Another illustrative story that deserves a special and informative mention: An incident that occurred to my uncle at the beginning of the Polish rule of the town in 1919, after WWI. During the reign of Czar Nikolai II and until WWI, Rabbi Shmaryahu was the head of the Jewish community in Dolhinov and had the authority to register births and deaths of the town’s Jews as well as issue formal documents (birth certificates and passports). This appointment was revoked with the establishment of the Polish control of the town. All those matters were being handled by the Polish “Gemayna” in town (a municipal organization for smaller towns that did not have a full municipality). With time everyone had forgotten about this whole matter and nobody remembered the “authority” that my uncle Rabbi Shmaryahu had. However someone did remember one day. Ten years later policemen and Polish secret police showed up from the Vileijka district and performed a meticulous search of my uncle’s house. In the attic they found old forms for birth certificates, passports and Russian booklets that where moldy from years of deterioration – with the Czar’s regime symbols on them. All those materials were taken, of course, for examination, and Rabbi Shmaryahu was arrested for holding anti-government materials and being a Russian spy.

News of his arrest sent shockwaves through the town and stirred up emotions throughout the surrounding areas. Everyone knew of his pure character, his honesty and integrity. Especially involved and active in his favor were the head of the community in Vileijka, Mr. Dubin, and the head of the Jewish community in our town during that time – Rabbi Gershon Eidelman (ZT”L). My uncle was released after five days under arrest. But the investigation and interrogation continued for some time after that, until no condemning evidence could be found against him. I can still remember how my uncle would joke about the matter and say: “Man must always experience everything in order to endure and know, that life is the Torah, and you must toil in it and learn from it. Life is short and not enough to learn everything. If you are given the opportunity to experience what it is like to be in prison while innocent, obviously this is a chance to learn something for the future.”

My uncle was granted a ripe old age and saw during his life grandchildren and many shilashim(?). Many of his grandchildren made aliyah to Israel in the period between the two world wars. Those descendants who made aliyah always received his blessing on their departure. He was a Zionist in his own right – Zionism interwoven with Torah and Mitzvot – which by his recognition, was the true essence. In his house, on the eastern wall, hung pictures of the Western Wall and of Rachel’s Tomb.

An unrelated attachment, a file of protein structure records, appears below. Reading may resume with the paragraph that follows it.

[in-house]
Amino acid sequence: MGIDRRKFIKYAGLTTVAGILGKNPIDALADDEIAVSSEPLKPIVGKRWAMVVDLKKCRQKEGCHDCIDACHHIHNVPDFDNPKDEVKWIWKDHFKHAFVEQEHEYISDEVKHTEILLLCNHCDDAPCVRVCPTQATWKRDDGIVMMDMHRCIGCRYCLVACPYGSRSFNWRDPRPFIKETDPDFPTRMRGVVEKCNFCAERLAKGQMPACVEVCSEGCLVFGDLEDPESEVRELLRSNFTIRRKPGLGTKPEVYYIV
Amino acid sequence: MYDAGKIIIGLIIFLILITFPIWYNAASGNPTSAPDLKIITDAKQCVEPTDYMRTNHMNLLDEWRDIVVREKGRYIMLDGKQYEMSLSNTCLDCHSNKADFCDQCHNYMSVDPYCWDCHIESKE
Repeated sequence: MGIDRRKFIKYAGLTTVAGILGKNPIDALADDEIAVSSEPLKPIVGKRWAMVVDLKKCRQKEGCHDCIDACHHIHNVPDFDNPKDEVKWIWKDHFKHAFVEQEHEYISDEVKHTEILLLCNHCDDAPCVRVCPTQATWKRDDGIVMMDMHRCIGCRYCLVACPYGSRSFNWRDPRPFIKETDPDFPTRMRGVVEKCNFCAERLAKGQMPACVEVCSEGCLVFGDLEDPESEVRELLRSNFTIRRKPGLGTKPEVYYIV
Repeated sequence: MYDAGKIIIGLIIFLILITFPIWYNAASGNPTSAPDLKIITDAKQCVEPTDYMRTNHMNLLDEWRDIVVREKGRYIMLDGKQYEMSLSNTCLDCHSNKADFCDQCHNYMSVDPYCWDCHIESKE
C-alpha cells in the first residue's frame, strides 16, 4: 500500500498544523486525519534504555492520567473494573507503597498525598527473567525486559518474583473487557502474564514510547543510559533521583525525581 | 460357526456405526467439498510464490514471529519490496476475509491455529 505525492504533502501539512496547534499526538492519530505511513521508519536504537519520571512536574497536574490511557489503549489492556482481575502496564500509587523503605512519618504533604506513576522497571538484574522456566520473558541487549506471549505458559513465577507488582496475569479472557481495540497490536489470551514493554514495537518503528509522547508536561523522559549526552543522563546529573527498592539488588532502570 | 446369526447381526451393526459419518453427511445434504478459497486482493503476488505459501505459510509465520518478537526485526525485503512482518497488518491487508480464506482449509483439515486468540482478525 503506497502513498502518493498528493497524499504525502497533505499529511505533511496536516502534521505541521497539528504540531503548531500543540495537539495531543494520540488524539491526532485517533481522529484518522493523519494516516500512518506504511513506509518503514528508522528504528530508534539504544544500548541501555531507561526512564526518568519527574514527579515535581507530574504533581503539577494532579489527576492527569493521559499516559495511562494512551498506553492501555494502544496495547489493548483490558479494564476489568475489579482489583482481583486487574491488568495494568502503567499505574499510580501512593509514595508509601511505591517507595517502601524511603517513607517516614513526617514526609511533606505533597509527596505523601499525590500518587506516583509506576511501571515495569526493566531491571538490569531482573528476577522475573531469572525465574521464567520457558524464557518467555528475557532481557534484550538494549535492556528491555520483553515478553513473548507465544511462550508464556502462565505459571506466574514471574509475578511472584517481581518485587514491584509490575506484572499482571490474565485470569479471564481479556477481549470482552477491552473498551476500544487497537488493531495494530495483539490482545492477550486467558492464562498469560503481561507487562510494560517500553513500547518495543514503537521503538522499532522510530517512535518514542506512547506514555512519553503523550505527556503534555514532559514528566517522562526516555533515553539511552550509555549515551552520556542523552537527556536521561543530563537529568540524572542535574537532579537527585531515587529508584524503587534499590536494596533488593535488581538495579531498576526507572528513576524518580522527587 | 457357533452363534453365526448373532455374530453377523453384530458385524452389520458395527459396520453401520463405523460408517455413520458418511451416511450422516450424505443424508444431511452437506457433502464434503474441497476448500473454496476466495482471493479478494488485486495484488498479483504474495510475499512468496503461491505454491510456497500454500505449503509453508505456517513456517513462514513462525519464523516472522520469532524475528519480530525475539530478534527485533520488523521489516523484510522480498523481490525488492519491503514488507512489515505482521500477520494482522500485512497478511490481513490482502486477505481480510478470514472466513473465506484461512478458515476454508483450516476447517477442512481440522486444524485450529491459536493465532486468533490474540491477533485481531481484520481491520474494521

Rabbi Shmaryahu was amongst the student of “the Gaon” Rabbi Eliyahu from Vilna and the “Chofetz Chaim” of Radin. A man of a bygone generation, singular and unique – in his Torah, his behavior and his appearance – exceptional in Dolhinov and in the entire region.

Yehi Zichro Baruch!


Source: Chrust, Josef and Bar-Ratson, Matityahu, editors, Yizkor le-Dolhinov (Israel: Organization of Dolhinov Survivors in Israel, 1984 or 1985), pages 208-210, written by Shlomo Shamgar (Smorgonski), translated by Amir Dekel Aug. 30, 2008.

I remember seeing this book at my grandparents' apartment when I was a child, but regrettably I don't think I ever read it before this past week. I also regret not sitting down to talk to Dod Shleymke' as an adult. My memories of him are from my childhood, mainly during the time I studied for my Bar-Mitzvah. Shlomo taught the majority of the boys in our family for their Haftarah. I taped him reading it and then practiced at home over and over again until I got it right. 25 years later, I can still sing part of it and recall what his voice sounded like.

Sadly, Shlomo Shamgar passed away in Jan. 2005. Leon Rubin, a fellow Dolhinover wrote the following:

In Memoriam
It is with sorrow that I announce the passing of Schlomo Schamgar ( Smorgonski ) on the twelfth of January 2005. Schlomo was born in Dolhinov and was the only survivor of his family in the Holocaust. He made Aliya to Israel in 1948 and since served the Country and the Community with devotion. Schlomo was a man of great integrity, loved and respected by all who knew him, renowned for his good deeds and friendly human relations. He was one of the oldest and most venerated men of Dolhinov and played a central role in preserving the Memory of the perished Dolhinov Community. His death is a great loss to all of us. We extend our deep sincere condolences to his bereaved family.

May his Memory be blessed.

Leon Rubin, Israel

This entry was posted on Saturday, August 30, 2008 at 1:11 AM and is filed under , . You can follow any responses to this entry through the comments feed .